U.K. Bonds Brace for Virus Debt Deluge Topping Crisis Highs
(Bloomberg) -- The U.K. bond market looks set to face a flood of bond sales that dwarfs the current record for government borrowing set during the global financial crisis.
Britain will likely sell 270 billion pounds ($333 billion) of gilts in the fiscal year that started this month, to fund spending plans needed to combat the economic damage from the coronavirus, according to a Bloomberg survey of nine primary dealers. That would top the 2009-2010 high of 228 billion pounds, and mark an overrun of more than 100 billion pounds from last month’s initial estimate.
Bond issuance is seen surging as the U.K. struggles to fight the pandemic that has shut down huge swathes of the economy and forced citizens to stay mostly indoors. Economic output could shrink 35% this quarter, according to the Office for Budget Responsibility, the country’s fiscal watchdog.
An increase in supply probably won’t raise the nation’s borrowing costs, given the Bank of England’s augmented debt-buying program. The institution, which boosted the plan by 200 billion pounds last month, still has plenty of room to buy, HSBC Holdings Plc estimates.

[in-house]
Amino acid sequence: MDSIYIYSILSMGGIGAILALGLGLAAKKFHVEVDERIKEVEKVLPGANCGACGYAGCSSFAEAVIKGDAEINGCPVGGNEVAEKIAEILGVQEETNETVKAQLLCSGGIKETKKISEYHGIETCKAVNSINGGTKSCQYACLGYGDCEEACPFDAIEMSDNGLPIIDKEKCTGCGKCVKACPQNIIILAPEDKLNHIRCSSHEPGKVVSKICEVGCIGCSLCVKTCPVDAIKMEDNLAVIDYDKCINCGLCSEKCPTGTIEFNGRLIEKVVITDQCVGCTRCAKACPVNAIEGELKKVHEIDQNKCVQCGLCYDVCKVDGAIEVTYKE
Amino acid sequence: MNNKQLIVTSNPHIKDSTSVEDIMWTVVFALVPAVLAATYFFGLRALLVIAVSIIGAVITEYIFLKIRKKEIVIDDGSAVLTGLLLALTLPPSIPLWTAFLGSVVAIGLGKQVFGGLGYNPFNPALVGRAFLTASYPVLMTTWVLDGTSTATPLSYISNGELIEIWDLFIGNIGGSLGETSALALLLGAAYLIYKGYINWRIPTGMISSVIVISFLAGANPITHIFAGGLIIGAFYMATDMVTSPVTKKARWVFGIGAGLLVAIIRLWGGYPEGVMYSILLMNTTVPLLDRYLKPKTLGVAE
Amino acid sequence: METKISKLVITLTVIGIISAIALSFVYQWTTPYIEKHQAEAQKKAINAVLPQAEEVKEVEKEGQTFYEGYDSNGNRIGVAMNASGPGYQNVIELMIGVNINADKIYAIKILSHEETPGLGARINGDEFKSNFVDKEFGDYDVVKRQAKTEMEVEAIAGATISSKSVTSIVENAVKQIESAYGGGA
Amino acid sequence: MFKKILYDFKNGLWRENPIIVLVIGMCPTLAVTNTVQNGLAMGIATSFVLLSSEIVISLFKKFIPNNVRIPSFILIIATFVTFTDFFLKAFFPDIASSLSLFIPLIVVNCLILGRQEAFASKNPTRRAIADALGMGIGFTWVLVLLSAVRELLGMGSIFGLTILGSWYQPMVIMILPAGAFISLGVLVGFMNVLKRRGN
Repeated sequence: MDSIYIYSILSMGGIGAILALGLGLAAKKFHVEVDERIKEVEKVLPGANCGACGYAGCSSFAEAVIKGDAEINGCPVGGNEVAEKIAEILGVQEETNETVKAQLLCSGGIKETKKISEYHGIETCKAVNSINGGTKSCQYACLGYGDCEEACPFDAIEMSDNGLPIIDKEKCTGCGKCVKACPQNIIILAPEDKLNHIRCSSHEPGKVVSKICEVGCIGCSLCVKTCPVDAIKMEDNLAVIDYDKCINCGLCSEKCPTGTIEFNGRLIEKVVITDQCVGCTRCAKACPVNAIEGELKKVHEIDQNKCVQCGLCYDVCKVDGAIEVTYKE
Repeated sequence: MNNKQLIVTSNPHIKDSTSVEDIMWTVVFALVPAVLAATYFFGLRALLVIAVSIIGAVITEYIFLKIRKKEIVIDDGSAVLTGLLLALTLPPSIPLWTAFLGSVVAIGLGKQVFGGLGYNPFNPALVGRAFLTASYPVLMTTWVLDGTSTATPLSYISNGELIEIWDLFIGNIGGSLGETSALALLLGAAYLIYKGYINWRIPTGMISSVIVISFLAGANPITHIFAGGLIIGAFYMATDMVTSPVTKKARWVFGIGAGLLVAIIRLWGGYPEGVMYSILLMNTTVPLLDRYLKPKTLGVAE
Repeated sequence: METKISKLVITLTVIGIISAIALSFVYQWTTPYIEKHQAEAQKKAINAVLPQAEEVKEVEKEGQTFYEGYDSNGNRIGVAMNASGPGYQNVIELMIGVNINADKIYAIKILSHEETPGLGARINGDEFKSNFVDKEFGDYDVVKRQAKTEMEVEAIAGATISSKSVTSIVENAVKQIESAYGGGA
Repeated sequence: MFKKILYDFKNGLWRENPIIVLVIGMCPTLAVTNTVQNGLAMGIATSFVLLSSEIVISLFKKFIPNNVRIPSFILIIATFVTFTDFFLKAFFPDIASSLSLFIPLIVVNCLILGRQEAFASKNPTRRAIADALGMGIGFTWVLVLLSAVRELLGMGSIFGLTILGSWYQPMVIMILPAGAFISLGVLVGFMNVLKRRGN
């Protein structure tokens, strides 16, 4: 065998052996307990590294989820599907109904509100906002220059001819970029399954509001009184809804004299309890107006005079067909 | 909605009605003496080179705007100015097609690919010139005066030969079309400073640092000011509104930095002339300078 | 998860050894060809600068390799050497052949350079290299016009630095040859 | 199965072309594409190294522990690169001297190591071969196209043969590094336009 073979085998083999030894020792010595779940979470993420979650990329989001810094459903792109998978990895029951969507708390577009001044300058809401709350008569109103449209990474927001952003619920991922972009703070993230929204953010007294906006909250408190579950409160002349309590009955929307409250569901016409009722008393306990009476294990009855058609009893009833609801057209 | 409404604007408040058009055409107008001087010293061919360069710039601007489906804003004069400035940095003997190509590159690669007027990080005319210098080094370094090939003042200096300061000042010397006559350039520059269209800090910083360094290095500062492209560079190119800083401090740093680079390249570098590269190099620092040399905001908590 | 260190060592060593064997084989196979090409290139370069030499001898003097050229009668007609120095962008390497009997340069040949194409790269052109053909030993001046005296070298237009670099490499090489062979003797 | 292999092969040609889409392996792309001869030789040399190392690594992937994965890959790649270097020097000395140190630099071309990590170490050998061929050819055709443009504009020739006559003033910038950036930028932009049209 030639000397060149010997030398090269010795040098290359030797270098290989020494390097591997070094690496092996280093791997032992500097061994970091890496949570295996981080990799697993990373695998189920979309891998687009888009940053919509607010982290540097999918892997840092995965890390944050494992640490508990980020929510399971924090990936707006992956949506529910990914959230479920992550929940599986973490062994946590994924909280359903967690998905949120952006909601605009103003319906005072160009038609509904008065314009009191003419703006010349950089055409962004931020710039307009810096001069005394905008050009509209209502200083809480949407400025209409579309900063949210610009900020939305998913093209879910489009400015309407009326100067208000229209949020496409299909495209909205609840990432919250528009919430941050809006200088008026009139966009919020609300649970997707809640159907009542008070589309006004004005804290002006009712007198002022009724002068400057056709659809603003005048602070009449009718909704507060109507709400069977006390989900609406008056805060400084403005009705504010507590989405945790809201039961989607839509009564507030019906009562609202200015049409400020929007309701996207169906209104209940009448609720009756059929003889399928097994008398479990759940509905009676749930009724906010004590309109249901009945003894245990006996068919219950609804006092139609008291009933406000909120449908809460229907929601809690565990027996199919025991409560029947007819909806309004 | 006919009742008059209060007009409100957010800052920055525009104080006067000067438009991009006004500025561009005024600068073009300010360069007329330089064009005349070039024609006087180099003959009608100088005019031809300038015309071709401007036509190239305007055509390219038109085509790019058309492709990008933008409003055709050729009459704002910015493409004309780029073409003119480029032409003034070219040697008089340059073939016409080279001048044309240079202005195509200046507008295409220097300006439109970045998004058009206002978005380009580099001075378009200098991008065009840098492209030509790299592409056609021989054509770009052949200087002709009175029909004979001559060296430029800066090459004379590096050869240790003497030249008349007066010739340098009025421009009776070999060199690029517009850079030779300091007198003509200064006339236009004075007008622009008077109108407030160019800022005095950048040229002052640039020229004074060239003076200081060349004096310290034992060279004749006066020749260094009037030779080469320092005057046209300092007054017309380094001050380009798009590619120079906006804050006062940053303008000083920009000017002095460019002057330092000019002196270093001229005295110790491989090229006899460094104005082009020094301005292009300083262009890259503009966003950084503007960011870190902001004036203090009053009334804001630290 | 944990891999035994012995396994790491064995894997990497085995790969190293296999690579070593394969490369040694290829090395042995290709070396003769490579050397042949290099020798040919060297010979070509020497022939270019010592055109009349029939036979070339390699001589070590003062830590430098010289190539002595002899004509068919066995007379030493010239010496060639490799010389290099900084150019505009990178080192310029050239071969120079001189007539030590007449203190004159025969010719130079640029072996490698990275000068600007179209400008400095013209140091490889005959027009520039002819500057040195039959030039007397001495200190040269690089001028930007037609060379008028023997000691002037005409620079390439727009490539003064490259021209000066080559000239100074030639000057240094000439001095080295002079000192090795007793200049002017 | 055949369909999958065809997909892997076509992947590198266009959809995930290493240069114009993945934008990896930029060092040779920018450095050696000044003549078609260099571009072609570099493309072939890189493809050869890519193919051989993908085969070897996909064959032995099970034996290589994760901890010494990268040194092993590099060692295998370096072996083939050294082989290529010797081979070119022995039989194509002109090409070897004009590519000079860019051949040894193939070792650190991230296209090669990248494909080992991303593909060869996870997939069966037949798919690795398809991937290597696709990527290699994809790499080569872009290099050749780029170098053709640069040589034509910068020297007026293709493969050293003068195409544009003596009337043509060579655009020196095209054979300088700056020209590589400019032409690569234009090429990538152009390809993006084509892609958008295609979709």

“Almost whatever the government borrows, the BOE will keep buying more for as long as the crisis is ‘live’,” said John Wraith, head of U.K. and European rates strategy at UBS Group AG. “It’s going to be a huge amount and could easily be revised higher in due course.”
NatWest Markets estimates the U.K. Debt Management Office will announce an upward revision in the annual borrowing target to between 230 billion pounds and 240 billion pounds Thursday. The total amount issued during the year could eventually rise to as high as 300 billion pounds, according to the bank.
Ten-year gilt yields were around 0.3% Tuesday, after climbing from a record low of 0.08% reached in March. U.K. inflation slowed in March, with consumer prices rising 1.5% from a year earlier, after a 1.7% gain in February.
©2020 Bloomberg L.P.